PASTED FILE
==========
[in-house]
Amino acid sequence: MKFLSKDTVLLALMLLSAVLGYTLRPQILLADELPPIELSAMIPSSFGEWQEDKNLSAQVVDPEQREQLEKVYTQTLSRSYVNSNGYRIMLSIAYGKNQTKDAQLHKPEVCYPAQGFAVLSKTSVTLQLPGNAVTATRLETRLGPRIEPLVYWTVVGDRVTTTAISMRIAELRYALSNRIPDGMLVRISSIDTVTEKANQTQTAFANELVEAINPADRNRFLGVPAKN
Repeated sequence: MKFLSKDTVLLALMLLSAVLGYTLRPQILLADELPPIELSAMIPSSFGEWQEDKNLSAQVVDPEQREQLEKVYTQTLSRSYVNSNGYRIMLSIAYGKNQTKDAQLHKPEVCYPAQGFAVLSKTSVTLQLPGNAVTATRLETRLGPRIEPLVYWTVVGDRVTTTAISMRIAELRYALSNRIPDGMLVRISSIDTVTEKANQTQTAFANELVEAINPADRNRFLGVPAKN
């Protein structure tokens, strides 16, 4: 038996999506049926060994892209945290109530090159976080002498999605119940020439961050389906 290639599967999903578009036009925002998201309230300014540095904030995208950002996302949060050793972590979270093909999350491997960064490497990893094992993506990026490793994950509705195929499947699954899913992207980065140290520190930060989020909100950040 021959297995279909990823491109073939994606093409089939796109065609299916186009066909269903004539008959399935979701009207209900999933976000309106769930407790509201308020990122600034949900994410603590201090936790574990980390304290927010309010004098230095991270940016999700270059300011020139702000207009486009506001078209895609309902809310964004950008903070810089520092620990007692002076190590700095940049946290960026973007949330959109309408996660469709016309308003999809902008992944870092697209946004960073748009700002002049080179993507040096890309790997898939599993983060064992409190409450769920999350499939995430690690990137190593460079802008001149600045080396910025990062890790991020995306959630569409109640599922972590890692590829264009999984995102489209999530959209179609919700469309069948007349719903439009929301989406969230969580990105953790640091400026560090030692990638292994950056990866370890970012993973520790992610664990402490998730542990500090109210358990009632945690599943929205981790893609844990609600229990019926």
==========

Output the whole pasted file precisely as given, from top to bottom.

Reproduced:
[in-house]
Amino acid sequence: MKFLSKDTVLLALMLLSAVLGYTLRPQILLADELPPIELSAMIPSSFGEWQEDKNLSAQVVDPEQREQLEKVYTQTLSRSYVNSNGYRIMLSIAYGKNQTKDAQLHKPEVCYPAQGFAVLSKTSVTLQLPGNAVTATRLETRLGPRIEPLVYWTVVGDRVTTTAISMRIAELRYALSNRIPDGMLVRISSIDTVTEKANQTQTAFANELVEAINPADRNRFLGVPAKN
Repeated sequence: MKFLSKDTVLLALMLLSAVLGYTLRPQILLADELPPIELSAMIPSSFGEWQEDKNLSAQVVDPEQREQLEKVYTQTLSRSYVNSNGYRIMLSIAYGKNQTKDAQLHKPEVCYPAQGFAVLSKTSVTLQLPGNAVTATRLETRLGPRIEPLVYWTVVGDRVTTTAISMRIAELRYALSNRIPDGMLVRISSIDTVTEKANQTQTAFANELVEAINPADRNRFLGVPAKN
């Protein structure tokens, strides 16, 4: 038996999506049926060994892209945290109530090159976080002498999605119940020439961050389906 290639599967999903578009036009925002998201309230300014540095904030995208950002996302949060050793972590979270093909999350491997960064490497990893094992993506990026490793994950509705195929499947699954899913992207980065140290520190930060989020909100950040 021959297995279909990823491109073939994606093409089939796109065609299916186009066909269903004539008959399935979701009207209900999933976000309106769930407790509201308020990122600034949900994410603590201090936790574990980390304290927010309010004098230095991270940016999700270059300011020139702000207009486009506001078209895609309902809310964004950008903070810089520092620990007692002076190590700095940049946290960026973007949330959109309408996660469709016309308003999809902008992944870092697209946004960073748009700002002049080179993507040096890309790997898939599993983060064992409190409450769920999350499939995430690690990137190593460079802008001149600045080396910025990062890790991020995306959630569409109640599922972590890692590829264009999984995102489209999530959209179609919700469309069948007349719903439009929301989406969230969580990105953790640091400026560090030692990638292994950056990866370890970012993973520790992610664990402490998730542990500090109210358990009632945690599943929205981790893609844990609600229990019926």